Do SSDs have higher reliability than HDDs? This study may have the solution.
Over a five-year usage period, solid state drives (SSDs) are more dependable than hard disc drives (HDDs). But when purchasing, there are other considerations as well.
According to cloud storage company Backblaze, solid state drives (SSDs) are more dependable than hard disc drives (HDDs), at least in some situations. To be honest, though, it might not really matter that much when determining what kind of storage to purchase.
This year, the business sought to resolve the controversy over which storage medium is more dependable—HDDs or SSDs. Backblaze offers businesses its B2 cloud storage together with a cloud backup service for laptops and computers.
The storage server boot discs in the Backblaze Cloud Storage platform are a mixture of SSDs and HDDs. Since 2018, it has largely used 2.5-inch SSDs to replace failed HDD boot drives (some are M.2 form factor drives). Backblaze’s SSD/HDD discs store log files and temporary files generated by the storage server in addition to booting the storage servers. Today, Backblaze stores more than two exabytes of data on more than 2,500 SSDs (a combination of Crucial, Dell, Micron, Seagate, and Western Digital).
Cloud computing is widely used. However, security is currently the largest problem.
In order to shed light on the “previously opaque realm of hard drive failure rates” and, presumably, to spark discussion about the technologies behind its service, the business tracks the annualised failure rate (AFR) of SSDs and HDDs.
It published the “controlled lifespan” SSD and HDD AFRs last year to take into consideration the age differences between the older HDDs and newer SSDs it was comparing. SSD failure rates were shown to be somewhat lower, though. (The issue with their data was that it didn’t yet have five years’ worth of data for SSDs, and HDD failure rates rose sharply after that time.)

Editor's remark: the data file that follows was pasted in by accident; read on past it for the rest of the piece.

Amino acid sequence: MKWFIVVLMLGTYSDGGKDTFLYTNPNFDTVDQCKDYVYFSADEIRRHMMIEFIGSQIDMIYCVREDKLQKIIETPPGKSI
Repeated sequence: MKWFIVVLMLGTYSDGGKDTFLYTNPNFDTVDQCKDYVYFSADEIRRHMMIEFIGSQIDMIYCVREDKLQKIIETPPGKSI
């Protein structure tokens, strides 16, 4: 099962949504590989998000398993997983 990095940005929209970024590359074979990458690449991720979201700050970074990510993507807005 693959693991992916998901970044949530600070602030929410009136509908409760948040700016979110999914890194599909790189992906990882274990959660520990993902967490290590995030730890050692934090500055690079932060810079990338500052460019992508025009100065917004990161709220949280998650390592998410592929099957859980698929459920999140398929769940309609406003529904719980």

At the time, it came to the conclusion that “the difference was certainly not enough by itself to justify the extra cost of purchasing an SSD versus an HDD,” noting that more important factors to take into account when choosing either technology were price, required speed, electricity, and form factor.
Now that there is an additional year’s worth of data on SSDs that are five years old, it has reached a different, albeit cautious, conclusion.
SEE: The importance of cloud security and why you shouldn’t disregard it.
In year four, the lifetime AFR for HDDs and SSDs was 1.83% and 1.05%, respectively, but in year five, the difference widened to 3.55% for HDDs and 0.92% for SDDs. In years 6, 7, and 8, the lifetime AFR for HDDs was, respectively, 5.23%, 6.26%, and 6.93%. We’ll have to wait and watch how its SSDs perform in the coming years.
It claims that, at least when used as boot drives in our scenario, “we can reasonably assert that SSDs are more dependable than HDDs at this point.”
Backblaze continues: “The failure rate of SSDs will undoubtedly begin to increase at some point. Additionally, it’s feasible that the SSDs may eventually face a wall, perhaps when they start to approach the limitations of their media wearout.”
However, that only takes out one of the factors consumers must consider when buying storage, with cost still being a major consideration considering that a 1TB SSD costs at least twice as much as a comparable capacity HDD.
Using the failure rate as a deciding criterion is actually debatable, according to Backblaze. Once age and drive days were taken into account, the two drive types were comparable, and the difference was most definitely insufficient to make an SSD more expensive than an HDD. “At this point, you are better off choosing depending on other aspects,” it advised. “Cost, required speed, electricity, required form factor, and so on.”